A lot of local business owners give back to the community. It’ s hard not to when you the community is your customer base.
But Mario Berlanga, owner of Mario’s West Side Market, really walks the walk and talks the talk.
He adopted two children, now 18, who played on the Little League baseball team he sponsored more than a decade ago after hearing how their parents abandoned them; and, of the 38 employees who work for him, 32 are from the immediate West Side, many live within walking distance of the market.
Flanked by a McDonald’s, a Jack in the Box, a Dollar General and a soon-to-open Pollo Loco, Mario’s West Side Market is an independent operator in a sea of franchises, located on the southeast corner of Martin Luther King Jr. and Lake Mead boulevards.
It’s the only place in that area offering a wide variety of fruits and vegetables and home-cooked meals in a part of town where processed foods and supersized drinks are commonplace. In short, Mario’s is the “Cheers” version of a store and restaurant: Everybody knows just about everybody by name, including Berlanga, who grew up in the Marble Manor and Casa Rosa subsidized housing projects just blocks away.
As it turns out, it was Berlanga’s next-door neighbor at Casa Rosa, an outgoing elderly black woman by the name of Ida Jackson, who taught him and his 10 brothers and sisters how to prepare dozens of dishes from the Deep South, some of which you can now be found in Mario’s delicatessen, from the Peach Cobbler to the smothered pork chops to the Ox Tail soup.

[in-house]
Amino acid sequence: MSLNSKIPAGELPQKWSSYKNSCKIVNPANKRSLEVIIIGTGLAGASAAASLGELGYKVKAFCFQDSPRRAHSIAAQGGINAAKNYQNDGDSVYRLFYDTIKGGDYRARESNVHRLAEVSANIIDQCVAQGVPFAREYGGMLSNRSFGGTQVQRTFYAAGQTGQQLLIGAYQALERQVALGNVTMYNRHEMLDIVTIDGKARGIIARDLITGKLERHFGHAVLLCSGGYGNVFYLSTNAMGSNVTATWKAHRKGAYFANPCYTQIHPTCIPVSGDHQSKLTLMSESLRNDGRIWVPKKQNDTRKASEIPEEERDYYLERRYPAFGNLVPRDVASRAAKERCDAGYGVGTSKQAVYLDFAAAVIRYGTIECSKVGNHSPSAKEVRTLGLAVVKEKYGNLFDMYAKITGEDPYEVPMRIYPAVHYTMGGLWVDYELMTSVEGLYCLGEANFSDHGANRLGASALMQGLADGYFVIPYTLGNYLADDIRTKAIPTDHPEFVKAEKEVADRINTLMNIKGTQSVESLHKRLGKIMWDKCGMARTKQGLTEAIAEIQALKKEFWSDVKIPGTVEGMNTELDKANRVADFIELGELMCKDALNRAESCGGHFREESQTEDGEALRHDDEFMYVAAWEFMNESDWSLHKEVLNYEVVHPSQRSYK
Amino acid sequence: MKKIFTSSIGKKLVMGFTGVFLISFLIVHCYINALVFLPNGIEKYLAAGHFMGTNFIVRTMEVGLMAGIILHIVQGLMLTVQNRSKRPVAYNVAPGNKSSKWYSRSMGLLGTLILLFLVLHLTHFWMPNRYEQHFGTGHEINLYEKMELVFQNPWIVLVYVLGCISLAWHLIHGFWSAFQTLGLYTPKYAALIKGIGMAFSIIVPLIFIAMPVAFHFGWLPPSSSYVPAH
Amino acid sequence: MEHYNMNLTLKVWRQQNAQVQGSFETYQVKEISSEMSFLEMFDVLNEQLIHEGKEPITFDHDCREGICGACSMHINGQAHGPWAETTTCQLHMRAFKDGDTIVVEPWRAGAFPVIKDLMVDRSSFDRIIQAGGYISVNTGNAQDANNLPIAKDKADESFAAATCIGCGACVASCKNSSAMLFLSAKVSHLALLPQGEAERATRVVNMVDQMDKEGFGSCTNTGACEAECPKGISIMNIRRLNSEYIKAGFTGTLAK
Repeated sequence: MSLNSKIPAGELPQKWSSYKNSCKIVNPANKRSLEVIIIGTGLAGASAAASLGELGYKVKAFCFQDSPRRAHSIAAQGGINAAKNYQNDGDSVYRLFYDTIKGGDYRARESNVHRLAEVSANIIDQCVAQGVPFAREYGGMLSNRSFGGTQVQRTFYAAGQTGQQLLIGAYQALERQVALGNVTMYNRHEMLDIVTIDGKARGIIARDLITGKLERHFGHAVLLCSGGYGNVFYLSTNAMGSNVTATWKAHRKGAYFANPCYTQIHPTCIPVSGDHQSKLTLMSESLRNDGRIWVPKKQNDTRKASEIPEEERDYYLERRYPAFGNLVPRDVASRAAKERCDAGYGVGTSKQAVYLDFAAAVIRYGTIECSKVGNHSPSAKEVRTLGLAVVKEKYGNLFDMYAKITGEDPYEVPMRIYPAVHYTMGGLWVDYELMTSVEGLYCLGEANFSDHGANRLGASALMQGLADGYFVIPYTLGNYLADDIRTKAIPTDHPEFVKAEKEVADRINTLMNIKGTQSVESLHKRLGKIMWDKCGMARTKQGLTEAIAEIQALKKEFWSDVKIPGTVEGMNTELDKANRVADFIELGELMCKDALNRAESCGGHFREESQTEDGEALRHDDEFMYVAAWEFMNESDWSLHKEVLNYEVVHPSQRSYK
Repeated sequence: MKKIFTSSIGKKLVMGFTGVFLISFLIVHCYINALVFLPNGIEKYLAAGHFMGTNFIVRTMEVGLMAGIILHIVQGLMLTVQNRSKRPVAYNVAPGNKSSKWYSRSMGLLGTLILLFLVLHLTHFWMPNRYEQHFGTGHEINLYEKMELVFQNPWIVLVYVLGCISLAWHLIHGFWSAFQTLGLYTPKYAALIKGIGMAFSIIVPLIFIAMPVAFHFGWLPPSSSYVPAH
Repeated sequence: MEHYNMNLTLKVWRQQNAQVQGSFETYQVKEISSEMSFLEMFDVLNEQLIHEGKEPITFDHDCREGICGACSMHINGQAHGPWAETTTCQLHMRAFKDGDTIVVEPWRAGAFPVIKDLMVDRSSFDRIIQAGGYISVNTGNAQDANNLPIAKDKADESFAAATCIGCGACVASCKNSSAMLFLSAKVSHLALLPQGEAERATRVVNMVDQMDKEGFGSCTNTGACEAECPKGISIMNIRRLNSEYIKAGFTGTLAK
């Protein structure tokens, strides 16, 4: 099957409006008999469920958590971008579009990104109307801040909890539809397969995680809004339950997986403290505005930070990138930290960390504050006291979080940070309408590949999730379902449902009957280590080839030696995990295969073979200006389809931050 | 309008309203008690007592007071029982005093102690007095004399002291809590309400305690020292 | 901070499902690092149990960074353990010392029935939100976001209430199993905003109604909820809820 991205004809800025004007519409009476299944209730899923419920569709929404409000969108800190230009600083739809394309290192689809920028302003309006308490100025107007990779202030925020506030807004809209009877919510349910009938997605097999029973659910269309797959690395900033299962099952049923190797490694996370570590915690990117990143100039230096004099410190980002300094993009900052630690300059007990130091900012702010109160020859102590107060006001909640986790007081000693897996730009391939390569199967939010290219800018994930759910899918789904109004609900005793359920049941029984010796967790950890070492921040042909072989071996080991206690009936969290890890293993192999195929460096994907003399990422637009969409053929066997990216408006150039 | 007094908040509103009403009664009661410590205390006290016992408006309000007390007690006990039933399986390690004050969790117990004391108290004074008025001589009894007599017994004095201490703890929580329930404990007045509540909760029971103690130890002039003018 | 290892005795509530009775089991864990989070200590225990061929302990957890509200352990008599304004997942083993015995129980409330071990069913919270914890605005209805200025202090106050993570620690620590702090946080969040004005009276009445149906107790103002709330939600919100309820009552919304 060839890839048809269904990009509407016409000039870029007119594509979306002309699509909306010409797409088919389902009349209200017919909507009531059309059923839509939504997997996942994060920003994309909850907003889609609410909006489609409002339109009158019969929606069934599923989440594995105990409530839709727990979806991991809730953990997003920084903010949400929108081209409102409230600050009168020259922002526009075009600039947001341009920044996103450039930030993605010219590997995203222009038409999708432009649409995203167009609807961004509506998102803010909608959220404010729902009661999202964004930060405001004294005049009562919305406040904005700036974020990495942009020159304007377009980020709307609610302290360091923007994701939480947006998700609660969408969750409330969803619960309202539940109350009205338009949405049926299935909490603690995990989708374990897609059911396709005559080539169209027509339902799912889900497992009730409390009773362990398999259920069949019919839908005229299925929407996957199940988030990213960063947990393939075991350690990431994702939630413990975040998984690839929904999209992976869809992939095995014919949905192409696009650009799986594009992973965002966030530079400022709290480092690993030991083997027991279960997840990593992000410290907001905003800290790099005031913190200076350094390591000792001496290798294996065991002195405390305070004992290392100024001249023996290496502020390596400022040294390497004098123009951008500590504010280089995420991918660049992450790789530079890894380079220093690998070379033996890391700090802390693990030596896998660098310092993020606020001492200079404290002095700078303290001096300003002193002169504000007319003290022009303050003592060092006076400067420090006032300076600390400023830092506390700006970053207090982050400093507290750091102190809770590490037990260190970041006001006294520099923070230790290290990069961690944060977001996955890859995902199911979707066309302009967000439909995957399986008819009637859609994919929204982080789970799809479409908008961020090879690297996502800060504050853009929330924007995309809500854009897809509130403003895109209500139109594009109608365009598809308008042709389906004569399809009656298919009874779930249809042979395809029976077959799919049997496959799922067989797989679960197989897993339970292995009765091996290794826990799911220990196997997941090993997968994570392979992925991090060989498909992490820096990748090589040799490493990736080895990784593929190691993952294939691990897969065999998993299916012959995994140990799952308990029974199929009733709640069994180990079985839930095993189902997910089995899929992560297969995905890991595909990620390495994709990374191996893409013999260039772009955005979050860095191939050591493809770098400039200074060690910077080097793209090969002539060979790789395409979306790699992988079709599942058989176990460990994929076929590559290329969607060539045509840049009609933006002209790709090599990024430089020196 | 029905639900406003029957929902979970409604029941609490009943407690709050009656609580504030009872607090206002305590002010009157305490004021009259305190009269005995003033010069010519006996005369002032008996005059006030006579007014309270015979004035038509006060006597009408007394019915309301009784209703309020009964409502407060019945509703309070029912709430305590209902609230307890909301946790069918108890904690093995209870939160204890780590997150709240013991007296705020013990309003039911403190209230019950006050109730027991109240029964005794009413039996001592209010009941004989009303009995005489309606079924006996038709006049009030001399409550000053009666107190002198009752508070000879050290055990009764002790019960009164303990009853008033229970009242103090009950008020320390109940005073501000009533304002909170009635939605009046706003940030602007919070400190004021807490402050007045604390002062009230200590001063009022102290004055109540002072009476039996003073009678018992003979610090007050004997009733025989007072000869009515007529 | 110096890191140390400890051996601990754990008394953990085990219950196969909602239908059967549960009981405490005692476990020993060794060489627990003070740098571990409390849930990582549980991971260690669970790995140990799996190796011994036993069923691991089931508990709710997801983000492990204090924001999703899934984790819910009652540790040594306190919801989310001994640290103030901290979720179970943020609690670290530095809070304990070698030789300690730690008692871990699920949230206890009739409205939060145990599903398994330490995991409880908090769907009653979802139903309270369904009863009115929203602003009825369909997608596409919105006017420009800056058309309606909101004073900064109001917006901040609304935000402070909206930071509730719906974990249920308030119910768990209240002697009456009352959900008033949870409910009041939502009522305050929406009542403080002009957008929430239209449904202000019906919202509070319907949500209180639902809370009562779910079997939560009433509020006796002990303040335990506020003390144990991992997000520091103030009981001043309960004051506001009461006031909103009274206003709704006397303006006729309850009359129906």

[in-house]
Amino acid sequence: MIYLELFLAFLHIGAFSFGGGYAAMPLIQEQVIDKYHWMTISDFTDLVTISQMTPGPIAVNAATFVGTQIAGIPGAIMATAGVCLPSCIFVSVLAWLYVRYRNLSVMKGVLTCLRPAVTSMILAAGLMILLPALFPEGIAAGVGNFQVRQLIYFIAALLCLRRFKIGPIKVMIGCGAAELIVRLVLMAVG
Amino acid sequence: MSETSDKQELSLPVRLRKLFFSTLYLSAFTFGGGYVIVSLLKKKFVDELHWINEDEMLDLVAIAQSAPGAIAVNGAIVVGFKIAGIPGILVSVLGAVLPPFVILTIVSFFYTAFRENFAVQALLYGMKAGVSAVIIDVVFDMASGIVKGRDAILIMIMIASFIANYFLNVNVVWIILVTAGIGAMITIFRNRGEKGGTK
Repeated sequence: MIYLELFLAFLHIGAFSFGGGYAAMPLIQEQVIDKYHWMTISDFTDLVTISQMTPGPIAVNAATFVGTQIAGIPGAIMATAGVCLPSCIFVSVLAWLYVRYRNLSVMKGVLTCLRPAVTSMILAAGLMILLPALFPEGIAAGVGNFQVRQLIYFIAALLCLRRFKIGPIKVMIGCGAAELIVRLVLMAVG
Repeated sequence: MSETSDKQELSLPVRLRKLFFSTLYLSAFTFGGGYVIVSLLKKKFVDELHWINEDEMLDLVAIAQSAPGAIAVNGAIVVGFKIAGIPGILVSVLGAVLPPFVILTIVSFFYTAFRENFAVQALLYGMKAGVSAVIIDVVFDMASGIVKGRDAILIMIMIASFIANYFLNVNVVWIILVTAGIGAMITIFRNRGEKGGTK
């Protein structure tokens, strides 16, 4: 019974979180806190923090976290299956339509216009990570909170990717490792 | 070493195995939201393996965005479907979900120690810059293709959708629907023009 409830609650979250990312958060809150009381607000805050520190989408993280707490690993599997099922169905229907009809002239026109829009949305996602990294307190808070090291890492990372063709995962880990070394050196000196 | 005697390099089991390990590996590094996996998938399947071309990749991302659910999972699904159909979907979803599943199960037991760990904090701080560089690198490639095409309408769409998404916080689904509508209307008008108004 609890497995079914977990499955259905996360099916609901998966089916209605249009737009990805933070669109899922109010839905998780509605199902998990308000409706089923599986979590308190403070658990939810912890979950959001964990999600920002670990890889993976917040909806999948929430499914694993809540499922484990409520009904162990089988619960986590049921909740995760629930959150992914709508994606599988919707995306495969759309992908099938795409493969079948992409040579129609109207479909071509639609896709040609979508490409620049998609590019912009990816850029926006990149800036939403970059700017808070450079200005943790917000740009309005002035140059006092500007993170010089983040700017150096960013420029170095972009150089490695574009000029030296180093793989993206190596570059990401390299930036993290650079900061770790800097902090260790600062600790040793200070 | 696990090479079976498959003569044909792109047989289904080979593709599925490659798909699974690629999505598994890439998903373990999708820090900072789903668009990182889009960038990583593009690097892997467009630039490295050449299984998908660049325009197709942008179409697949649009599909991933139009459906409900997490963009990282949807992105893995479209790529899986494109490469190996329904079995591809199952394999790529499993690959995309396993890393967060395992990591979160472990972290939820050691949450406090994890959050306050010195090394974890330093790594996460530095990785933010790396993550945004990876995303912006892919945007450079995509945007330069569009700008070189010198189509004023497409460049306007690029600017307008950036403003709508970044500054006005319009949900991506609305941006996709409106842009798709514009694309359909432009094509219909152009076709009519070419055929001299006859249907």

Indeed, it was Ida’s recipes — along with her wisdom — that ended up having a lasting effect on Berlanga’s life, serving as quite the contrast from the tacos, quesadillas and enchiladas that his family was accustomed to eating, his mother being from Laredo, Texas; his father a few hours south of the border, in the Mexican state of Nuevo Leon.
Berlanga as a teen worked alongside Ida in her kitchen at Casa Rosa, which has since been torn down. But her recipes keep on living, along with the impression she left on Berlanga. When the flour and cheese would come in bulk, courtesy of the a food stamp program, Ida taught Berlanga how to quickly scan the back of flour for cake recipes.
As for the cheese, well, it could be added to just about anything, Berlanga quickly discovered.
“We used to call them ‘commodities,’ ” said Berlanga, 52, whose birth name was actually Maurilio only nobody could pronounce it in grade school and so it became “Mario” by default.
A 1979 graduate of Rancho High School, Berlanga now wheels and deals in commodities, many shipped in from places like Louisiana and Mississippi — Cajun-style seasoning, corn meal batter for the fried catfish or an array of Soul D’Licious spices, whose stickers adorn the front door of his store.
Question: Soul food. A lot of people know what it is, a lot of people have at least heard about it. But there might be a lot of people who’ve never had it. If they were looking at it point blank, what is soul food?
Answer: It’s basically a type of food that’s popular in the South. About 90 percent of my customers are black and they either lived in the South or their parents lived in the South. Or their grand parents lived in the South. They came here from Louisiana, Arkansas, Alabama, Mississippi, places like that. Their grandparents raised them on it, taught them about it, passed down recipes, that sort of stuff.
Question: But what is it? I mean, specifically?
Answer: Oh, it’s a lot of greens, a lot of yams, lima beans, gumbo soup, ox tail, hot links, chitlins, which is part of the hog’s stomach. The chitterlins, we clean them, boil them, then add our special seasoning. People love them here.
Question: Really? Part of the pig’s stomach?